My reviewRating: ★★★✩✩
One of those books that make me wish there were 1/2 stars, Chain of Blame tells an important story, yet does it in a very dry and by-the-numbers fashion. Muolo and his co-author, Padilla, are financial reporters close the the mortgage industry and obviously know their stuff, yet the book lacks compelling human drama. The closest it comes is in the description of how many of the long timers in the mortgage industry, like Angelo Mozilo, head of Countrywide, got started.
But the book tends to devolve into a headspinning web of who bought who, who borrowed money from who, tranches, wholesalers, and the ilk, some of which is explained and some of which isn't. The amounts of money are staggering, especially in terms of real money lost. Yes, there were paper losses of value when the stocks tanked, but even more incredible are the stories of banks buying lenders for billions of dollars, only to just shut them down a year later.
I think the real story of the house & mortgage crisis has yet to be told. I still would like to know why, beyond sheer pigheaded greed, some of these mortgage veterans would agree to such crazy lending practices. I had never heard of "payment option ARMs" before this book, which are adjustable rate mortgages (ARM) where the option of what to pay comes up every month and you can choose to even go negative and move actual money owed to the end of the mortgage! It's all insane, and I'd love an insiders view of why these guys, who should have know that house prices weren't going to keep going up 25% every year, thought they could get away with it. And why the people taking out the loans thought they could as well.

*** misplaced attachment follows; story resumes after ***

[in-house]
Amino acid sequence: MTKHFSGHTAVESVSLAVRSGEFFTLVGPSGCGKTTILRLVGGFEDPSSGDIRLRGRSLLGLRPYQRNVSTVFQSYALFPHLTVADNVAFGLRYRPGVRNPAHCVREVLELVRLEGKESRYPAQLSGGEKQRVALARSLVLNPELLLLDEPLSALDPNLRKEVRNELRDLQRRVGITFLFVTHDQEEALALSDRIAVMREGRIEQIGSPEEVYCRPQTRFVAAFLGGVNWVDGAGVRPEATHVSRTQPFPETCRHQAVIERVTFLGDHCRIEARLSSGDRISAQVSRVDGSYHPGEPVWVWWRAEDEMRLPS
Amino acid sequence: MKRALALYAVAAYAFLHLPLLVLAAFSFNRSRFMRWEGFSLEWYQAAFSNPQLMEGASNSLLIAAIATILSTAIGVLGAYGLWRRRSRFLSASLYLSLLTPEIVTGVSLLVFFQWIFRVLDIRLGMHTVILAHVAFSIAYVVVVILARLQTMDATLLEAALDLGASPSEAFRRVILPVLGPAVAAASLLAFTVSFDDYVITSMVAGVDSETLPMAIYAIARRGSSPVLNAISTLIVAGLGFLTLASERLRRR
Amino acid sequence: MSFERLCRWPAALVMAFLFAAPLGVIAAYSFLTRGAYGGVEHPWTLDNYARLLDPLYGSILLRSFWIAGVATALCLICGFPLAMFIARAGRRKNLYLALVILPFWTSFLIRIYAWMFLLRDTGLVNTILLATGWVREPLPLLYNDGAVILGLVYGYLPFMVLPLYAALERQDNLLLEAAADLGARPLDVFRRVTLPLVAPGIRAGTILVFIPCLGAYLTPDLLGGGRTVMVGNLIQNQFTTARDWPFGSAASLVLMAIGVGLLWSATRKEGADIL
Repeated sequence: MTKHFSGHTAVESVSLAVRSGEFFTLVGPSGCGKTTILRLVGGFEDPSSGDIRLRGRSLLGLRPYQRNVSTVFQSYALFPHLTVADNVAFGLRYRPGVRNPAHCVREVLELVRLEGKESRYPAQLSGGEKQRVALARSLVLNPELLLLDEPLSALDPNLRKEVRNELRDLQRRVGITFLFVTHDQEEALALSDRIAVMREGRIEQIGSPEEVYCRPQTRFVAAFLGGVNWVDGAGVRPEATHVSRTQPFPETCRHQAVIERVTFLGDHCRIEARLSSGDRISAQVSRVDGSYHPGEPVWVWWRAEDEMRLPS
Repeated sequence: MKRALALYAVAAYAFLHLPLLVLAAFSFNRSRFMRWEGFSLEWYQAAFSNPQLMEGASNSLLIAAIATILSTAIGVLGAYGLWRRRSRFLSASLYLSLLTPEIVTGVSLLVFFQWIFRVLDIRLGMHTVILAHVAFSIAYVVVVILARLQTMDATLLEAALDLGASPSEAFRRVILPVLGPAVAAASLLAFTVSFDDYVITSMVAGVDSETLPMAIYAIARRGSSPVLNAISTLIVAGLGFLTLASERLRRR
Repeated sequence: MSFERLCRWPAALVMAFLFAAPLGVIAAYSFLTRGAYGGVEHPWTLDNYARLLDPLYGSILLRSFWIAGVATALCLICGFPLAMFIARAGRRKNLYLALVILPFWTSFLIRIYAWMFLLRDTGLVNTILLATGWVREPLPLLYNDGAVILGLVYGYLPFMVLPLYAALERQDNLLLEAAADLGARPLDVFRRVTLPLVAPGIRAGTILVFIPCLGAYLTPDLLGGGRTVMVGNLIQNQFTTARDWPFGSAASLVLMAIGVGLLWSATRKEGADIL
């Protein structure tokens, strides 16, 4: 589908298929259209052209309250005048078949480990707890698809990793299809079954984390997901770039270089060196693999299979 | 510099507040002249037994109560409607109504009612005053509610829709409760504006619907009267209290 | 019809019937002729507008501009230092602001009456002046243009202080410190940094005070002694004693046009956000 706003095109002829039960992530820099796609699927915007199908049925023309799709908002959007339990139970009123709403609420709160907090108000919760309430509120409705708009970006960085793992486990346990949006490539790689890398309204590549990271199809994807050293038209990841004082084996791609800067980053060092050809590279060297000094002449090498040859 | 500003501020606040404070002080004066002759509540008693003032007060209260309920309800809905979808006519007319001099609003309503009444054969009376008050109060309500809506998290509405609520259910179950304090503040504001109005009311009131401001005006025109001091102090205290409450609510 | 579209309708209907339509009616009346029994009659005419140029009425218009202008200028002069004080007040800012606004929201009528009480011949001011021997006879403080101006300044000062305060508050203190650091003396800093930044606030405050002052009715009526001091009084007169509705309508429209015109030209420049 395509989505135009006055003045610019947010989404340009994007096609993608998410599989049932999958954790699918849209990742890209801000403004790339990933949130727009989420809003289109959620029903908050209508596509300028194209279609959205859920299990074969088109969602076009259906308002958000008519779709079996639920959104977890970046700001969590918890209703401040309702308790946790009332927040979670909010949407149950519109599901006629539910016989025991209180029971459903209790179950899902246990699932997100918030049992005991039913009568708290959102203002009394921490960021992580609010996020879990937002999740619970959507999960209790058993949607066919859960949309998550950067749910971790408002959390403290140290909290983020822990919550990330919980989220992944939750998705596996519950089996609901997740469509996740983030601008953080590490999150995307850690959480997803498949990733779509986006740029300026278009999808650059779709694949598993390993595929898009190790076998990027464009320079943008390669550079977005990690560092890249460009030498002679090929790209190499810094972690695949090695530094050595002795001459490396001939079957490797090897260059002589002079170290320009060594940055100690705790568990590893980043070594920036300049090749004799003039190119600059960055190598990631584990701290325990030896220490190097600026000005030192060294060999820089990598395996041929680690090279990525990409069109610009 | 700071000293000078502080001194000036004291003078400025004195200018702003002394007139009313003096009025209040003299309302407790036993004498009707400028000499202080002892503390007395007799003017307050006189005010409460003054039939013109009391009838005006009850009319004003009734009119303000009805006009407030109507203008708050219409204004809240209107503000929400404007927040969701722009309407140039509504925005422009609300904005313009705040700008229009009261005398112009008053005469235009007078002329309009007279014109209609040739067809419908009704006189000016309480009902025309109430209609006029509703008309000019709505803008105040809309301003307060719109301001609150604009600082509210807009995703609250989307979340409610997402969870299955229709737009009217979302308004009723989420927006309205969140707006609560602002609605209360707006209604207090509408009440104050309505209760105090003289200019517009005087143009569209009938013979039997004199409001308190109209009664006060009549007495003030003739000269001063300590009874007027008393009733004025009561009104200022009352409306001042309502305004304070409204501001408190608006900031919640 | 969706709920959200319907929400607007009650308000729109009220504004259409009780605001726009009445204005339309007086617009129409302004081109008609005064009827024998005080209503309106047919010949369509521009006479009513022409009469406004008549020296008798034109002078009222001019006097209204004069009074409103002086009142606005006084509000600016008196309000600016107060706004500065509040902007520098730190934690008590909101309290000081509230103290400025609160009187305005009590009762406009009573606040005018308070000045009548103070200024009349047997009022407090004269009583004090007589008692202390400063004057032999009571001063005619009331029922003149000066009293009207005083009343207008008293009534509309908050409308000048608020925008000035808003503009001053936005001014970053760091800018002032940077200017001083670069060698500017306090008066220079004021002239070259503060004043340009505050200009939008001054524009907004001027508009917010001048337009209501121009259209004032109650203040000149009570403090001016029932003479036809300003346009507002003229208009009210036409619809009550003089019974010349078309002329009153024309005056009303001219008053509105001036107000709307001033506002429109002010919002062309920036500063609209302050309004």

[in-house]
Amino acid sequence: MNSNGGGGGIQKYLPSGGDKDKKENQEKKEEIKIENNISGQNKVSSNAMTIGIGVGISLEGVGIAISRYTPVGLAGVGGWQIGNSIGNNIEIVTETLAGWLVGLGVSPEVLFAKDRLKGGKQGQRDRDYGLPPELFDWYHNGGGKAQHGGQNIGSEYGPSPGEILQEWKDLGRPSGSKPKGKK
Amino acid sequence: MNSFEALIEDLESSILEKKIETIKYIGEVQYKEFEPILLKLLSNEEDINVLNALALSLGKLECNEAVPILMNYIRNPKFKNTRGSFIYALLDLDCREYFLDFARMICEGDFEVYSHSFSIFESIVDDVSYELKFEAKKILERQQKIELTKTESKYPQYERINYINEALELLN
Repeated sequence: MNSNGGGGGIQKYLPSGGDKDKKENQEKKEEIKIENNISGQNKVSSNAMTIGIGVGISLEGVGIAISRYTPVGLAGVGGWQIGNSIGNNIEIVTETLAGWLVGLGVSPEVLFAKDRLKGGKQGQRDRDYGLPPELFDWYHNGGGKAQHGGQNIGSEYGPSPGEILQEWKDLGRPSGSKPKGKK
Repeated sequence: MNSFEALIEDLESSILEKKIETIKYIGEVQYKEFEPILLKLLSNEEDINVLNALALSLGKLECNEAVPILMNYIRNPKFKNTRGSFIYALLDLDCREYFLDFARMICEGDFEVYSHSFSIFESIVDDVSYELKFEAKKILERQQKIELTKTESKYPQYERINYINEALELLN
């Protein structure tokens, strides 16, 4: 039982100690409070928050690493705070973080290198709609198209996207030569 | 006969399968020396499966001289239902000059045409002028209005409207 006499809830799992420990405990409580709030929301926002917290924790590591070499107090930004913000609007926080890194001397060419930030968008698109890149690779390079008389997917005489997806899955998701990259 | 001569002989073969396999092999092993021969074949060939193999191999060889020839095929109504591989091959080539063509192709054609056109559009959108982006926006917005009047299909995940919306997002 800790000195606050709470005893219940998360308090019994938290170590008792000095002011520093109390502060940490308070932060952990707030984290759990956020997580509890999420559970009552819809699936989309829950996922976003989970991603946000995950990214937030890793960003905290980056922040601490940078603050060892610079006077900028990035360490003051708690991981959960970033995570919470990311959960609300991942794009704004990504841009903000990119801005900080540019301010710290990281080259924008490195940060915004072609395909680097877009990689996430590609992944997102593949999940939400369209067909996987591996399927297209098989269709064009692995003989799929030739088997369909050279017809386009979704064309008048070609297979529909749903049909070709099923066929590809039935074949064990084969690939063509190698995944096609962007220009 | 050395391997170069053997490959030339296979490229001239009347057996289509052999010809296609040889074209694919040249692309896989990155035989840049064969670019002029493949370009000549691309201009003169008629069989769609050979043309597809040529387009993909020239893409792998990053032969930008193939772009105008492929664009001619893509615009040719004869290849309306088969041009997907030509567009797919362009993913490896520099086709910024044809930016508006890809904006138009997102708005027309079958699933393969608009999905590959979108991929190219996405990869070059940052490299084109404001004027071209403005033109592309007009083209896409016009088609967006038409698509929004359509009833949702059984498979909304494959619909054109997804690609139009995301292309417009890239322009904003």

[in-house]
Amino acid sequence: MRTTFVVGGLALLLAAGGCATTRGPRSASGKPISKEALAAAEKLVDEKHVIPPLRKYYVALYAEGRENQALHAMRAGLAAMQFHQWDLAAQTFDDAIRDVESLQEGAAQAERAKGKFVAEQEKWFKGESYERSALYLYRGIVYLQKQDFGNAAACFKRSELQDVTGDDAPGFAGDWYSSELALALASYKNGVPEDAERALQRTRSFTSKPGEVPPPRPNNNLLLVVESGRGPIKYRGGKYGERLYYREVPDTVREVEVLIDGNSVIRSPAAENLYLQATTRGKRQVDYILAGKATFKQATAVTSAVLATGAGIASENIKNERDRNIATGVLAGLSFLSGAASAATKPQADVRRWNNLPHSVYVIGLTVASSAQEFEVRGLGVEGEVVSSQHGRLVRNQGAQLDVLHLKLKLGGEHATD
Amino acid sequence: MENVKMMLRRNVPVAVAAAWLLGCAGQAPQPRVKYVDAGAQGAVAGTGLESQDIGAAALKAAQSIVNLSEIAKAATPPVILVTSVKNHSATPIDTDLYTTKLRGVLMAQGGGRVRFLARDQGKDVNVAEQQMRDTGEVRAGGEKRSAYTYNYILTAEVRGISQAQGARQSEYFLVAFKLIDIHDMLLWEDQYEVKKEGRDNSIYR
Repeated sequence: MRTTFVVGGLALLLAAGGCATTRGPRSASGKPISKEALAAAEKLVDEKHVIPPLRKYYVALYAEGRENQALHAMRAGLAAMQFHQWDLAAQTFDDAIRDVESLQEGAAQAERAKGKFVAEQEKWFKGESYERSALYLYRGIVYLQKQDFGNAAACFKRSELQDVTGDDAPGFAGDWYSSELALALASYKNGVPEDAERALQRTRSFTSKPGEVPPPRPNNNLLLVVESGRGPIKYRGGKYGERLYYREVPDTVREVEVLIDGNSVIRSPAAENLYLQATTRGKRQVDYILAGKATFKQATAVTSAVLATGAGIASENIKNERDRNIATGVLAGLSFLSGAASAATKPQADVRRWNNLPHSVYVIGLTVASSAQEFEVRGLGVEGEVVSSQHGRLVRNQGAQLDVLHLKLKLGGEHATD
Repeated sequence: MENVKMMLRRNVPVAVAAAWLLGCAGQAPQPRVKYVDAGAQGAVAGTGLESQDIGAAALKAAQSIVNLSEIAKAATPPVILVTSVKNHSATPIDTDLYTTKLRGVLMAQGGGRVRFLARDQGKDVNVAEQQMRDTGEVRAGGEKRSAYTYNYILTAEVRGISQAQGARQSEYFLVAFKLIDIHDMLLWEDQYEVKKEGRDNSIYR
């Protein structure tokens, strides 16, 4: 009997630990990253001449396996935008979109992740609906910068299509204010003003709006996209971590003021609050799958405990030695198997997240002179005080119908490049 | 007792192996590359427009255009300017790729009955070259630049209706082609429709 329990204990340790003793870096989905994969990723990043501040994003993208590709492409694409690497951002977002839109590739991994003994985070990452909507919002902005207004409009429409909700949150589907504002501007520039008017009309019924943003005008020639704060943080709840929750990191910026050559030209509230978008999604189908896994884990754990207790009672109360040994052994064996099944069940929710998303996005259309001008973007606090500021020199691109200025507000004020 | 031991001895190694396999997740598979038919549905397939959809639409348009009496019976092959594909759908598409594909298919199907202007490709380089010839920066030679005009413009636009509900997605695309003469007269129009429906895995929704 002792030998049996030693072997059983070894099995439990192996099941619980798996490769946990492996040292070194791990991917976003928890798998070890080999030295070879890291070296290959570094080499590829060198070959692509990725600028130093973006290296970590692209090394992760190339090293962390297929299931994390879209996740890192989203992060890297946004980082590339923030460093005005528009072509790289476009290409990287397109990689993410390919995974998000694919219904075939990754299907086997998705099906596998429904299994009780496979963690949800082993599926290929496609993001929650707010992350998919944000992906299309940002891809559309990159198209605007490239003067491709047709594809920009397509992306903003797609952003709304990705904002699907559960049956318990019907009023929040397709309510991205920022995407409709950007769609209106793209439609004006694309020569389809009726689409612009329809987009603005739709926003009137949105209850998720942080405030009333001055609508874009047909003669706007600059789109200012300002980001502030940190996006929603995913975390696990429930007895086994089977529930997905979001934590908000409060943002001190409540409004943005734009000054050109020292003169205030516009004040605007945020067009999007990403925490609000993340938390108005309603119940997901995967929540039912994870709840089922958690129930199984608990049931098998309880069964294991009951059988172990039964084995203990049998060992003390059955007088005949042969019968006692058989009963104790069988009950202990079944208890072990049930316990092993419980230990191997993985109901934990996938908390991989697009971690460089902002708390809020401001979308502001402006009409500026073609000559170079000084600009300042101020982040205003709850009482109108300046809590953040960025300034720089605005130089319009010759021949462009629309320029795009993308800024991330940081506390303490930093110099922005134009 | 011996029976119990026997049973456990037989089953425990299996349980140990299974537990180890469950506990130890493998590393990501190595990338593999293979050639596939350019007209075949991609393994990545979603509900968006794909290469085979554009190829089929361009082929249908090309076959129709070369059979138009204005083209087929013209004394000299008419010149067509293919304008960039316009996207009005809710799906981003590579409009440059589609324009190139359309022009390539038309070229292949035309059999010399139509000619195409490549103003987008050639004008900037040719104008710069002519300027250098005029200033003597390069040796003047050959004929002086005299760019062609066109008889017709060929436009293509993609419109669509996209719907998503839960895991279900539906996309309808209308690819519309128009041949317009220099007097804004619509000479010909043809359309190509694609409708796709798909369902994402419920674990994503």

I still say that This American Life's Giant Pool of Money and its follow up show, Another Frightening Show About the Economy are the best reporting done so far on this financial meltdown and many of the characters mentioned in these shows are featured prominently in Chain of Blame.